The Supreme Court has further directed that ‘the state governments shall appoint advocates, other than public prosecutors, to advise the investigating officer during investigation’. Currently, in many States, a public prosecutor advises the investigating officer to check and make up for any deficiency in investigation before submitting the charge sheet in the court.
Previously, there have been conflicting judgments by the Supreme Court on this issue. The Court in R. Sarala vs T.S. Velu (2000) held that as per the scheme of the CrPC, the investigation ends with the formation of an opinion by the police as to whether, on the material collected, a case is made out to place the accused for trial. The formation of the said opinion by the police is the final step of investigation, and this final step is to be taken by the police and by no other authority. The public prosecutor is an officer of the court and his role essentially is inside the court.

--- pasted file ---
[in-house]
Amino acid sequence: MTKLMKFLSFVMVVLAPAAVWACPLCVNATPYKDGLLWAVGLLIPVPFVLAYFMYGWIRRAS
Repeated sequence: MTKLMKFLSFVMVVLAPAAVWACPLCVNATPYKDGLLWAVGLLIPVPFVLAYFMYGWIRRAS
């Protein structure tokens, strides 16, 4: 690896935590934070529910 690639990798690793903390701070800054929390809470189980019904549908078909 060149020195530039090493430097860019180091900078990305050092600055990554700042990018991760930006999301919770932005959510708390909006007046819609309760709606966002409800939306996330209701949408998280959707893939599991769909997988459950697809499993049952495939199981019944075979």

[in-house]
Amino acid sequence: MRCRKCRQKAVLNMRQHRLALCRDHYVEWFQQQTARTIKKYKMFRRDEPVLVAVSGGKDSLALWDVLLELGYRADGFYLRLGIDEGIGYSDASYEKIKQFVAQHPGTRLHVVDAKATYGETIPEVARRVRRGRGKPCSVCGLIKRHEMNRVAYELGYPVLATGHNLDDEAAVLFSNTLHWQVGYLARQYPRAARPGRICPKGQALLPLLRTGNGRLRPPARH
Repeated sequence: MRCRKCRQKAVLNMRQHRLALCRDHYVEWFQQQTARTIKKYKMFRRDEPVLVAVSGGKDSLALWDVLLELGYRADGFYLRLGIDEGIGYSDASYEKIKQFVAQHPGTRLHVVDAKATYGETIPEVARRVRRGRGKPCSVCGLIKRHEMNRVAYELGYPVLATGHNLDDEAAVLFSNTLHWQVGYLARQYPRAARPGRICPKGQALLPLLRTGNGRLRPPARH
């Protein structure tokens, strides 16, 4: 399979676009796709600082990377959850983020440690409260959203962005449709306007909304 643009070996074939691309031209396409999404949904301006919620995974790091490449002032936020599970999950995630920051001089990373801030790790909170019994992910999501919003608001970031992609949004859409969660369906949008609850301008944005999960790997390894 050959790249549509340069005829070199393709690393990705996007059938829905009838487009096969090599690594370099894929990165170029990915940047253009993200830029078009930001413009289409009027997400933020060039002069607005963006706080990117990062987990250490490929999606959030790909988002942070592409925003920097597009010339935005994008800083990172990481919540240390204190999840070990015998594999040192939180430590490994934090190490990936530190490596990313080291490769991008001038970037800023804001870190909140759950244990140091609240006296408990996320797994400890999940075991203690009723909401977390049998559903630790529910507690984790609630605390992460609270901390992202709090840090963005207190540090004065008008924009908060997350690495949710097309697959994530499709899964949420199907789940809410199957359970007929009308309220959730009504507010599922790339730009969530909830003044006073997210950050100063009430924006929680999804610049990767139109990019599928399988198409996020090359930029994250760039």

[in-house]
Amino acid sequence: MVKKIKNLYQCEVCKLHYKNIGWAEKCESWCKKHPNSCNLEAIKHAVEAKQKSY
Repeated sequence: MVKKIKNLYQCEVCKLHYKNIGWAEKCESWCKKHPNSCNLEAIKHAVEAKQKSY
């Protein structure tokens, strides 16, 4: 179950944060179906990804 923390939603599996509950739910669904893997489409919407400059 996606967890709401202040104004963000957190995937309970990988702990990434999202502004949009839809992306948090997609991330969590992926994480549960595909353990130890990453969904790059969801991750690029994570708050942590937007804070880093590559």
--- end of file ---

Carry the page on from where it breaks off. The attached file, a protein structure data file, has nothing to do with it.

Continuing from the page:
More recently, in State of Gujarat vs Kishanbhai (2014), the Court, while taking note of the many lapses in investigation, directed that ‘on completion of the investigation in a criminal case, the prosecuting agency should apply its independent mind, and require all shortcomings to be rectified, if necessary, by requiring further investigation’.
Since, investigation and prosecution are two different facets in the administration of criminal justice, the three judge Bench of the Supreme Court has now rightly asked the States to separate the two wings. Chhattisgarh has sanctioned a cadre of law officers (who shall function independently of the public prosecutors and will have no role in the court) to assist the investigating officers in educating and improving investigation work. Other States should also follow suit. Similarly, while the creation of a cadre of draftsmen and photographers may take time, executive orders may be issued without further delay, followed by training of investigating officers and medical doctors, in order to implement the Supreme Court’s directives.
R.K. Vij is a former Special DGP of Chhattisgarh. The views expressed